01/26/2018 1:06PM

Amid Eclipse glitz, a dose of reality

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Shelley Blodgett, left, and Kelley Stobie accept the Special Eclipse Award for their rescue efforts at Camarero Racetrack. Responders to the San Luis Rey Downs fire also were recognized.

HALLANDALE BEACH, Fla. – On a night that celebrated the best achievements in racing on the track, it was the reflection on life-changing events off the track that provided the most poignant moments at the 47th annual Eclipse Awards dinner at Gulfstream Park on Thursday.

Representatives from the San Luis Rey Downs training center in California and Camarero Racetrack in Puerto Rico – who were presented with Special Eclipse Awards – spoke of the struggles their brethren endured, and are continuing to overcome, while acknowledging the overwhelming support they received in the aftermath of tragedies that impacted their lives late last year.

Peter Miller, a trainer based at San Luis Rey Downs who lost five horses in the fire that engulfed that facility on Dec. 7, said that out of that horrific day “came one of the most uplifting experiences of my life.”

“The sheer kindness, selflessness, and generosity of horse people around the world blew me away,” said Miller, who was chosen to represent the hundreds of people who worked, and even lived, at San Luis Rey Downs.

“This has restored my faith in people, especially horse people,” Miller said.

While those waiting to return to San Luis Rey Downs have been able to move forward to some degree owing to temporarily relocating to Del Mar, the situation at Camarero is still a Herculean struggle. Kelley Stobie, who, along with Shelley Blodgett of Caribbean Thoroughbred Aftercare, spoke on behalf of efforts in Puerto Rico following Hurricane Maria, said “a lot of us are still without electricity” more than four months since the hurricane.

“The immediate crisis has passed, but the racing industry in Puerto Rico still has a long ways to go,” Stobie said.

Puerto Rico has produced a number of outstanding jockeys over the years, including Jose Ortiz, who was voted the Eclipse Award winner for the first time. As he finished his acceptance speech, Ortiz’s voice cracked with emotion as he acknowledged his brother, jockey Irad Ortiz Jr.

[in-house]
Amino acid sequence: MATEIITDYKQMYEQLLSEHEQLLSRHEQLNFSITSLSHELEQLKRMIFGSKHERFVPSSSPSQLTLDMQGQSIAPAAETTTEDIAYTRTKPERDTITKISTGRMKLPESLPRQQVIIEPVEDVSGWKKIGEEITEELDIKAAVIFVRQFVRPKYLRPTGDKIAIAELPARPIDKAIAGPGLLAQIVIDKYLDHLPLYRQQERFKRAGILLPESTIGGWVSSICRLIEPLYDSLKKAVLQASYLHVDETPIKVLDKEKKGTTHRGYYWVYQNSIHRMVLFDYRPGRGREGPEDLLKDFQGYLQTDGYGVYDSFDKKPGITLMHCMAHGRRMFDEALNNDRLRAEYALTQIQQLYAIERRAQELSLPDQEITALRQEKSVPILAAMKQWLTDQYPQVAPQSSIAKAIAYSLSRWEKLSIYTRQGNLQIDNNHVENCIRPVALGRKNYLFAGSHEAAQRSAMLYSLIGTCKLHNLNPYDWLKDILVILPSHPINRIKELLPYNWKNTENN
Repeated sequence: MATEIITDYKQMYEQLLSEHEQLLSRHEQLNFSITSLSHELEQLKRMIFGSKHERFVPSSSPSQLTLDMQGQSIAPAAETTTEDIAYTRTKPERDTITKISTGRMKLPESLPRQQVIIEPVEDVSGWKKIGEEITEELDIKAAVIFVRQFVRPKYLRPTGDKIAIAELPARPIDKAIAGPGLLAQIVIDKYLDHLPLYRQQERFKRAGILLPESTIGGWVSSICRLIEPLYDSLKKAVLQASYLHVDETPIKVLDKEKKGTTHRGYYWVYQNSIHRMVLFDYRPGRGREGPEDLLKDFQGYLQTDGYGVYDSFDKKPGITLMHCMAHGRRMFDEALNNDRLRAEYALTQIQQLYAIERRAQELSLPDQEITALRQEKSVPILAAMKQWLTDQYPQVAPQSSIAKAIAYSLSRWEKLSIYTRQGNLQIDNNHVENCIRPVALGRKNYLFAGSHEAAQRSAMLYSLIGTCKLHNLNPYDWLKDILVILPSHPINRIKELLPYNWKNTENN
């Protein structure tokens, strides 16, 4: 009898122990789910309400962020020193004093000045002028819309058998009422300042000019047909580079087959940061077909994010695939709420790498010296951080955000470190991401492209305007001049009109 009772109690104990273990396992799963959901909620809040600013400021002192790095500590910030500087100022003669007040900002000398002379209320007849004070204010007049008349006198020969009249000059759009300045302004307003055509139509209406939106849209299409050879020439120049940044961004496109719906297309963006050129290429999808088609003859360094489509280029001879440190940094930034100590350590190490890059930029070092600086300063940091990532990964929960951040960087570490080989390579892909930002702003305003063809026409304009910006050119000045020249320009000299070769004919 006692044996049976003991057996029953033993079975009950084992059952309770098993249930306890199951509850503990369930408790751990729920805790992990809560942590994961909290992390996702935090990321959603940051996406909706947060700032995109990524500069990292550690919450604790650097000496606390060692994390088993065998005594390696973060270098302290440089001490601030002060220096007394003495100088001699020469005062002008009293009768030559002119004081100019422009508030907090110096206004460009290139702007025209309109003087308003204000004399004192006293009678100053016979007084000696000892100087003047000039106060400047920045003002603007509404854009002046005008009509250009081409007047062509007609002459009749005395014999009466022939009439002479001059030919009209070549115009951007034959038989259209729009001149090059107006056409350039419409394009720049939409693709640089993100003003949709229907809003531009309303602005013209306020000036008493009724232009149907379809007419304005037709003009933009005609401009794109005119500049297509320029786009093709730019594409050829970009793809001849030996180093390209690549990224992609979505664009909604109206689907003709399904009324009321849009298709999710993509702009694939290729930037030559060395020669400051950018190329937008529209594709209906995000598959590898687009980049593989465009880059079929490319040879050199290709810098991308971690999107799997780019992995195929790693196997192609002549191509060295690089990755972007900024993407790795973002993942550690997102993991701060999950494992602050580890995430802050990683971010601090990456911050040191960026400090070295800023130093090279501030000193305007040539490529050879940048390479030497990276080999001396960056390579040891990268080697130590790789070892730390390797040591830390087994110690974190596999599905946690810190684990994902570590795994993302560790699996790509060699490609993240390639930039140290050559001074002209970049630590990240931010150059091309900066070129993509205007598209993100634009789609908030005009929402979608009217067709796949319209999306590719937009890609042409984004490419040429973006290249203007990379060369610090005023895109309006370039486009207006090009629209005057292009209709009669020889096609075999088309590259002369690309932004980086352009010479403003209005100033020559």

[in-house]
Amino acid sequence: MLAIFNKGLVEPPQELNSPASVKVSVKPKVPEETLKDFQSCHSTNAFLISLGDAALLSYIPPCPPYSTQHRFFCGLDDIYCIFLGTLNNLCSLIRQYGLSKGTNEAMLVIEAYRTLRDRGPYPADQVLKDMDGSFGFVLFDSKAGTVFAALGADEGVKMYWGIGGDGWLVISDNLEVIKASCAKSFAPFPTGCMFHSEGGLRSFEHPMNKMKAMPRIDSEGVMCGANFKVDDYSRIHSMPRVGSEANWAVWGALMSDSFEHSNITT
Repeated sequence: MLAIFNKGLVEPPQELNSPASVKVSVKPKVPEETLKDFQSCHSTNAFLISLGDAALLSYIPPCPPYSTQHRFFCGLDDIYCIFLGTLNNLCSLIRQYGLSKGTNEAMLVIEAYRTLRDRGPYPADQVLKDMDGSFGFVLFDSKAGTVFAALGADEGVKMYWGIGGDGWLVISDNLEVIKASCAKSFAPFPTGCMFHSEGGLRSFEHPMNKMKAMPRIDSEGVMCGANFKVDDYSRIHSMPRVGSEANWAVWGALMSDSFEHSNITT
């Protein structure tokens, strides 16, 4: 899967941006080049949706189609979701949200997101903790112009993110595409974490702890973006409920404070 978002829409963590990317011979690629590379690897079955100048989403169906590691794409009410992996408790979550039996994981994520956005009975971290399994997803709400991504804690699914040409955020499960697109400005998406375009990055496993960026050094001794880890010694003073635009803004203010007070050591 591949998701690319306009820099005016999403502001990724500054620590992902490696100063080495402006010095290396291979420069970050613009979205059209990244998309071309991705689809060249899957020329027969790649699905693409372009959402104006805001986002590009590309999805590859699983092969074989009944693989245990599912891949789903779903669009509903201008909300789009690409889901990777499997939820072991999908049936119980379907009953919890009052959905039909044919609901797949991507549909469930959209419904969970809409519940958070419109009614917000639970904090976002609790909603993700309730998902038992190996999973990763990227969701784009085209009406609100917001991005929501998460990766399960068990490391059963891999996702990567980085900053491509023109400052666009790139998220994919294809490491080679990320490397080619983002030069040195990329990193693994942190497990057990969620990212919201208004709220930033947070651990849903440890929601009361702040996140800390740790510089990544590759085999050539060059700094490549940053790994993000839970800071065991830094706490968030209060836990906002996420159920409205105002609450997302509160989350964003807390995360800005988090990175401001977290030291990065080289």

“I dedicate this award to my brother. Thank you,” Jose Ortiz said.

Like Ortiz, owner Gary West was a first-time winner, for his 3-year-old colt West Coast. But West has been in the game for decades, which he said made him all the more appreciative of finally winning.

“I’ve waited 40 years for this award,” said West, who races horses in partnership with his wife, Mary. Had he won early on, West said he might have thought this was easy, but “after 40 years of beating your head against the wall, I can say this is a tough game.”

West Coast this year will try to follow in the footsteps of Gun Runner, as a Grade 1 winner at 3 who remained in training at 4 and went on to be Horse of the Year.

Steve Asmussen, Gun Runner’s trainer, said he was gratified that a horse who had so much residual value at the end of his 3-year-old campaign continued to race instead of going to stud. The payoff was Horse of the Year. Asmussen said he was thrilled that owners Winchell Thoroughbreds and Three Chimneys Farm were “rewarded like this.”

The awards ceremony was the longest in at least 20 years, clocking in at 3 hours and 5 minutes by the time the connections of Gun Runner were able to leave the stage after accepting the gold trophy for Horse of the Year. Nick Luck, the witty British commentator who played host for the first time, gradually embraced the absurdity of the situation as it unfolded, repeatedly making light of the lengthy evening.

As the ceremony reached the two-hour mark, Luck said, “I’ve just had a catheter put in, so I should be good for the next three hours.” Fifteen minutes later, after a video was shown for Gun Runner – at that point the second of three Horse of the Year candidates to have a tribute played – Luck said of the Horse of the Year award, “We’ll find out his fate very shortly. But let’s not get carried away – sometime this week.”

It only seemed like the ceremony had taken 10 years when Alex Waldrop, the president and chief executive of the National Thoroughbred Racing Association who always presents the final award of the night, opened the envelope and said, “The 2007 Horse of the Year is Gun Runner.”